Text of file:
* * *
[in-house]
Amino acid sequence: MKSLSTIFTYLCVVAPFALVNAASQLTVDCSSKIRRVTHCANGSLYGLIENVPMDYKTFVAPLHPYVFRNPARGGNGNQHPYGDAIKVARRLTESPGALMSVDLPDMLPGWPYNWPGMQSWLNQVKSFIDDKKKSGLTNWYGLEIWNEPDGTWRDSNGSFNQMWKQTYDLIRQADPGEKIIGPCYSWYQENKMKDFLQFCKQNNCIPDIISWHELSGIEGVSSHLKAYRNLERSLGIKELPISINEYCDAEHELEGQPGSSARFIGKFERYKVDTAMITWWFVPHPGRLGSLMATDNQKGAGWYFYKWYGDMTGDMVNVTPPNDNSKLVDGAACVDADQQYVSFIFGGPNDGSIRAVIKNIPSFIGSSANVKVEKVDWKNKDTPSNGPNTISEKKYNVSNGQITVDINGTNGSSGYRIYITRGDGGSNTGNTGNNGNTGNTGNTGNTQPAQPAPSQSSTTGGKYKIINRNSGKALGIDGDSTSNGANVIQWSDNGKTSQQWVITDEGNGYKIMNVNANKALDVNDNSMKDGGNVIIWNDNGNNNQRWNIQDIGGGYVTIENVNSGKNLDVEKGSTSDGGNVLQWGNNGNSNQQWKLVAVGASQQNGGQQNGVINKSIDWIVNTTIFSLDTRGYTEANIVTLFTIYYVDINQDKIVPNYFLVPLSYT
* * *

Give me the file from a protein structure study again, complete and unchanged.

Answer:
[in-house]
Amino acid sequence: MKSLSTIFTYLCVVAPFALVNAASQLTVDCSSKIRRVTHCANGSLYGLIENVPMDYKTFVAPLHPYVFRNPARGGNGNQHPYGDAIKVARRLTESPGALMSVDLPDMLPGWPYNWPGMQSWLNQVKSFIDDKKKSGLTNWYGLEIWNEPDGTWRDSNGSFNQMWKQTYDLIRQADPGEKIIGPCYSWYQENKMKDFLQFCKQNNCIPDIISWHELSGIEGVSSHLKAYRNLERSLGIKELPISINEYCDAEHELEGQPGSSARFIGKFERYKVDTAMITWWFVPHPGRLGSLMATDNQKGAGWYFYKWYGDMTGDMVNVTPPNDNSKLVDGAACVDADQQYVSFIFGGPNDGSIRAVIKNIPSFIGSSANVKVEKVDWKNKDTPSNGPNTISEKKYNVSNGQITVDINGTNGSSGYRIYITRGDGGSNTGNTGNNGNTGNTGNTGNTQPAQPAPSQSSTTGGKYKIINRNSGKALGIDGDSTSNGANVIQWSDNGKTSQQWVITDEGNGYKIMNVNANKALDVNDNSMKDGGNVIIWNDNGNNNQRWNIQDIGGGYVTIENVNSGKNLDVEKGSTSDGGNVLQWGNNGNSNQQWKLVAVGASQQNGGQQNGVINKSIDWIVNTTIFSLDTRGYTEANIVTLFTIYYVDINQDKIVPNYFLVPLSYT